How many Ways to Create an Object in Java
There are five different ways to create an object in Java:
1) Java new Operator
This is the most popular way to create an object in Java. A new operator is also followed by a call to constructor which initializes the new object. While we create an object it occupies space in the heap.
Example of Java new Operator
2) Java Class.newInstance() method
Java Class.newInstance() is the method of Class class. The Class class belongs to java.lang package. It creates a new instance of the class represented by this Class object. It returns the newly created instance of the class.
It throws IllegalAccessException if the class or its nullary constructor is not accessible. It also throws InstantiationException, if the Class represents an abstract class, an interface, an array class, or a primitive type.
3) Java newInstance() method of Constructor class
Java Constructor class also has a newInstance() method similar to newInstance() method of Class class. The newInstance() method belongs to java.lang.reflect.Constructor class. Both newInstance() method are known as reflective ways to create object. In fact the newInstance() method of Class class internally uses newInstance() method of Constructor class. The method returns a new object created by calling the constructor.
The newInstance() method throws the following Exception:
4) Java Object.clone() method
Java clone() method creates a copy of an existing object. It is defined in Object class. It returns clone of this instance. The two most important point about clone() method is:
When we use clone() method in class, the class must call super.clone() to obtain the cloned object reference.
The method throws the CloneNotSupportedException if the Object class does not support the Cloneable interface. This exception also throws when subclass that overrides the clone() method indicates that instance cannot be cloned.
5) Java Object Serialization and Deserialization
A class must implement Serializable interface which belongs to java.io package. The Serializable interface does not have any method and field. They add special behavior to the class. Marker interface does not used in Java 8. It is replace by Annotations.
JVM creates a separate space whenever we serialize and deserialize an object. It does not use any constructor to create an object.
The ObjectOutputStream class is used to serialize an object. The Serialization is a process of converting an object into a sequence of bytes.
The writeObject() method of ObjectOutputStream class serialize an object and write the specified object to the ObjectOutputStram class. The signature of the method is:
The method accepts an object as a parameter.
The process of creating an object from sequence of bytes is called object deserialization. The readObject() method of ObjectInputStream class read an object from the ObjectInputStram class and deserialize it. The signature of the method is:
The method does not accept any parameter. It returns an object read from the stream. The method throws the following exceptions:
In the following example we have first serialized the object and then deserialized the object.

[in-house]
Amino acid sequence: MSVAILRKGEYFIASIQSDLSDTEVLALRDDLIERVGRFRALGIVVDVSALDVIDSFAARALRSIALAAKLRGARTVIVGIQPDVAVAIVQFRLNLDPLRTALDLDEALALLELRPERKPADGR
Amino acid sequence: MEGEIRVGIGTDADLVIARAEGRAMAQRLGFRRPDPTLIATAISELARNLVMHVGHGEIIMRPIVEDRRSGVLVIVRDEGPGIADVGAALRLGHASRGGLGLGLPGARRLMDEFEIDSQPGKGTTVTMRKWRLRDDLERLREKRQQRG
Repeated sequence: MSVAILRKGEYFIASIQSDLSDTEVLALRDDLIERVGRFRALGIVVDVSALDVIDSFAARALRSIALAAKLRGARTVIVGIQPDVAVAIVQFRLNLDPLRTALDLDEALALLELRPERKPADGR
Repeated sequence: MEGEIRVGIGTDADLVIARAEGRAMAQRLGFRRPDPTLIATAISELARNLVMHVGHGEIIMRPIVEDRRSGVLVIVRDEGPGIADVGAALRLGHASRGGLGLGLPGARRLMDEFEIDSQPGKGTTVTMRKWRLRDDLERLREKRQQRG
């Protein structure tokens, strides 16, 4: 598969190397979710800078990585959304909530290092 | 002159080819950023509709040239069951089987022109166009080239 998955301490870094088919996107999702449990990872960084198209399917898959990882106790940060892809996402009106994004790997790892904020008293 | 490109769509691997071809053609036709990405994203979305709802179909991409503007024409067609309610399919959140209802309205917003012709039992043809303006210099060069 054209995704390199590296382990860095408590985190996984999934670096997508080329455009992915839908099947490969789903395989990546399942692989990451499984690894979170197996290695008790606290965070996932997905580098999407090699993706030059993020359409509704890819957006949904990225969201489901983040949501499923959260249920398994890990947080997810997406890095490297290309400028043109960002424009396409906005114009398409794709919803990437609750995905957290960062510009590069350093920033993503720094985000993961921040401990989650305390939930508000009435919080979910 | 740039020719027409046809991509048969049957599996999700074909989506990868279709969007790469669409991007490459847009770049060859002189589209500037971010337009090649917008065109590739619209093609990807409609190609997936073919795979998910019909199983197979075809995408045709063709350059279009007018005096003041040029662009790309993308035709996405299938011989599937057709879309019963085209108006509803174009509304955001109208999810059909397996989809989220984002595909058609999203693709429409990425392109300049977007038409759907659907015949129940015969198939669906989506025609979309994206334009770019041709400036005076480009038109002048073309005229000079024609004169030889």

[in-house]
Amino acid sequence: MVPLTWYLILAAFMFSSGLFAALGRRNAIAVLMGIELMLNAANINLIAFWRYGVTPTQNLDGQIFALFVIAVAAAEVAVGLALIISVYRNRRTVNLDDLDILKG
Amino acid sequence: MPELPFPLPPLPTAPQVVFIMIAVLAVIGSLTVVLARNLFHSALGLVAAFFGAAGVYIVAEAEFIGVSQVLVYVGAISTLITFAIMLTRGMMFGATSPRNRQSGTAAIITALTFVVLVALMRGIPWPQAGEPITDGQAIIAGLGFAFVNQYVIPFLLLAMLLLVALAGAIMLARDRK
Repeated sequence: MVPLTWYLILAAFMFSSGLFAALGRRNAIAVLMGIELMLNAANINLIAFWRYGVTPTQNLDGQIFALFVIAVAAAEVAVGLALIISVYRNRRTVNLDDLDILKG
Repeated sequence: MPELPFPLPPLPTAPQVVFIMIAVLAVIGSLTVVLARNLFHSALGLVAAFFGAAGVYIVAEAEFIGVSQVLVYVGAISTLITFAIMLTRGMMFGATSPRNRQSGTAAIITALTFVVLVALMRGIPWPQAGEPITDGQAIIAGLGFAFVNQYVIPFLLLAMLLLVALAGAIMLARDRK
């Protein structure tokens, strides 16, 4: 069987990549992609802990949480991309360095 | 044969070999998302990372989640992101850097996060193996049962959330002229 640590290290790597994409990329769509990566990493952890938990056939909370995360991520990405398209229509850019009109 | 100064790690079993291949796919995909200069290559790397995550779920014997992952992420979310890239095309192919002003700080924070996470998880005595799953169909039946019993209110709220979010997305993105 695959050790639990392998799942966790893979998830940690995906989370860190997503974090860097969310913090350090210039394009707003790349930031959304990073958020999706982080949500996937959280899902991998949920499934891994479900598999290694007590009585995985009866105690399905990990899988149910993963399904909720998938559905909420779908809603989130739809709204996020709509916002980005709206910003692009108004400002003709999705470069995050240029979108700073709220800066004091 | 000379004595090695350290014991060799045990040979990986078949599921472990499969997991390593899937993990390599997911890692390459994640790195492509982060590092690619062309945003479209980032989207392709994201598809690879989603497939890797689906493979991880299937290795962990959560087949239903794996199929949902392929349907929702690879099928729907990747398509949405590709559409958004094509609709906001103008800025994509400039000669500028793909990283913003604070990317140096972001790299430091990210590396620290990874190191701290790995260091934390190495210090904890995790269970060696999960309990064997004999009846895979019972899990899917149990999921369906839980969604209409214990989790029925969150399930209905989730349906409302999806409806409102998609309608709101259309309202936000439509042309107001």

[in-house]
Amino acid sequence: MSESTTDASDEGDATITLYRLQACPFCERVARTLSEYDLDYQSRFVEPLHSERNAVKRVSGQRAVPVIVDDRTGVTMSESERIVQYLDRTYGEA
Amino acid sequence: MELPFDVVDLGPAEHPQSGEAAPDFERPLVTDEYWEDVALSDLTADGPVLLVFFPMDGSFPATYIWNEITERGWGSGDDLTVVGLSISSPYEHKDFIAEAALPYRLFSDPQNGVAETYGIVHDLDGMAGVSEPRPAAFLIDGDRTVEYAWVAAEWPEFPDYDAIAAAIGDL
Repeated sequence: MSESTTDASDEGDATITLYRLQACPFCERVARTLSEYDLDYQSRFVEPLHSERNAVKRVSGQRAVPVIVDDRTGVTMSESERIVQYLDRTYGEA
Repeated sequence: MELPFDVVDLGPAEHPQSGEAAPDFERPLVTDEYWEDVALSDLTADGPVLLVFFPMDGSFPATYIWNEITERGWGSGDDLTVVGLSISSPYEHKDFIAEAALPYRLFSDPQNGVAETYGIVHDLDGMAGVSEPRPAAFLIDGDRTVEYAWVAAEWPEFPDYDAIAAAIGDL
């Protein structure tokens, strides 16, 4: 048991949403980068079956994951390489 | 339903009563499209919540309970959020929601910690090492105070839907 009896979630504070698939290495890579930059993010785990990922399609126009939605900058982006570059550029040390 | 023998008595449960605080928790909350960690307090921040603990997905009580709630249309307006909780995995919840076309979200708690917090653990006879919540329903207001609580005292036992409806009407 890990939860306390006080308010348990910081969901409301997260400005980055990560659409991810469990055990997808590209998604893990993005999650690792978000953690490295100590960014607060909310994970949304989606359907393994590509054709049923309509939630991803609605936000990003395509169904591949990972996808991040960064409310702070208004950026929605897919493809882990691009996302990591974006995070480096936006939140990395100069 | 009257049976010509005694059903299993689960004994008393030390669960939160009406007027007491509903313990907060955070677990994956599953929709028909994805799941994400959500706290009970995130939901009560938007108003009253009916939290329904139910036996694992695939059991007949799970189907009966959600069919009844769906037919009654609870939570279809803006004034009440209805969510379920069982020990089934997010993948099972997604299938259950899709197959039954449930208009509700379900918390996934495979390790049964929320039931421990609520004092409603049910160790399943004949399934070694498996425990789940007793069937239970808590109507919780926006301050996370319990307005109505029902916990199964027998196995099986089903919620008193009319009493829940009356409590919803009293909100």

Concept of cloning in Java
In OOPs, copying an object means creating a clone of an existing object. There are many ways to copy an object; two of them are- copy constructor and cloning. There are two types of cloning in Java:
Both deep and shallow copy are types of object cloning. When we talk about an object, we consider it as a single unit which cannot be broken down further.
Suppose we have a Student object. The Student object contains other objects, as in the following figure. The Student object contains Name and Address objects. The Name contains FirstName and LastName objects, and the Address object is composed of a Street and a city object. When we talk about Student, we are talking about the entire network of objects.
A clone of an object is created when we want to modify or move an object while still preserving the original object.
For example, if we want to create a shallow copy of the Student, we should create a second object of Student. But both objects share the same Name and Address. Consider the following Example:
A disadvantage of the shallow copy is that the two objects are not independent. When we modify the Name object of one Student, it modifies the other Students objects too.
In the following example, we have a Student object with a reference variable mba; then we make a copy of MBA, creating a second Student object, mca. If mca tries to moveOut() by modifying his Address object, the mba moves with it.
It is because mba and mca objects shares the same Address object. If we change the Address in one object, it modifies both.
When we modify the Address object of one Student object, it does not modify the other Student object. In the following code we can see that we are not only using a copy constructor on Student object, but we are also using copy constructor on the inner objects as well.
To create a deep clone, we need to keep copying all the Student object nested elements, until there are only primitive types and Immutable left.
The Street object has two instance variable name and number. The number is a primitive integer value, not an object. It cannot be shared. When we create a second instance variable, we are automatically creating an independent copy. In the above code String is an immutable object i.e., once created, can never be changed again. Hence, we can share it without creating a deep copy of it.